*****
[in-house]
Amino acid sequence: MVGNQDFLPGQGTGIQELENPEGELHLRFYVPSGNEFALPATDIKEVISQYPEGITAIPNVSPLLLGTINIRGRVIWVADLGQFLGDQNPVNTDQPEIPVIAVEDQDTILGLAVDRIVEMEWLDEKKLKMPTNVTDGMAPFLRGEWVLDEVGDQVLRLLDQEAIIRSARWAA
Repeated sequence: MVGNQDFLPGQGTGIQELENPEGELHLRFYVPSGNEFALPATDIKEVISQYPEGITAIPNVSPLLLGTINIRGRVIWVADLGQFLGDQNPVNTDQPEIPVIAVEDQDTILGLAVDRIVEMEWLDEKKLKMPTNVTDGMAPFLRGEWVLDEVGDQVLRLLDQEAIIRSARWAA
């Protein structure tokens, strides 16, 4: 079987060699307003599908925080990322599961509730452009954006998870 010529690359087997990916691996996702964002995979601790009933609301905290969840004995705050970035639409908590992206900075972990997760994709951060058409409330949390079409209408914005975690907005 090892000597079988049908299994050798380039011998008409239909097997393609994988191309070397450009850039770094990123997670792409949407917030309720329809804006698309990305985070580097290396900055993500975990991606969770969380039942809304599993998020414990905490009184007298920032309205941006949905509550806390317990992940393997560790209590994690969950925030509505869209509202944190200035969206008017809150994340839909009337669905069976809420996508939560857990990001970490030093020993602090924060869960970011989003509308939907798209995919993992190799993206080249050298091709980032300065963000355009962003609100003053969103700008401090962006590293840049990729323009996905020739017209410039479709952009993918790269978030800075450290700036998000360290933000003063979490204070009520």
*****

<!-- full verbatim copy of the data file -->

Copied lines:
[in-house]
Amino acid sequence: MVGNQDFLPGQGTGIQELENPEGELHLRFYVPSGNEFALPATDIKEVISQYPEGITAIPNVSPLLLGTINIRGRVIWVADLGQFLGDQNPVNTDQPEIPVIAVEDQDTILGLAVDRIVEMEWLDEKKLKMPTNVTDGMAPFLRGEWVLDEVGDQVLRLLDQEAIIRSARWAA
Repeated sequence: MVGNQDFLPGQGTGIQELENPEGELHLRFYVPSGNEFALPATDIKEVISQYPEGITAIPNVSPLLLGTINIRGRVIWVADLGQFLGDQNPVNTDQPEIPVIAVEDQDTILGLAVDRIVEMEWLDEKKLKMPTNVTDGMAPFLRGEWVLDEVGDQVLRLLDQEAIIRSARWAA
């Protein structure tokens, strides 16, 4: 079987060699307003599908925080990322599961509730452009954006998870 010529690359087997990916691996996702964002995979601790009933609301905290969840004995705050970035639409908590992206900075972990997760994709951060058409409330949390079409209408914005975690907005 090892000597079988049908299994050798380039011998008409239909097997393609994988191309070397450009850039770094990123997670792409949407917030309720329809804006698309990305985070580097290396900055993500975990991606969770969380039942809304599993998020414990905490009184007298920032309205941006949905509550806390317990992940393997560790209590994690969950925030509505869209509202944190200035969206008017809150994340839909009337669905069976809420996508939560857990990001970490030093020993602090924060869960970011989003509308939907798209995919993992190799993206080249050298091709980032300065963000355009962003609100003053969103700008401090962006590293840049990729323009996905020739017209410039479709952009993918790269978030800075450290700036998000360290933000003063979490204070009520």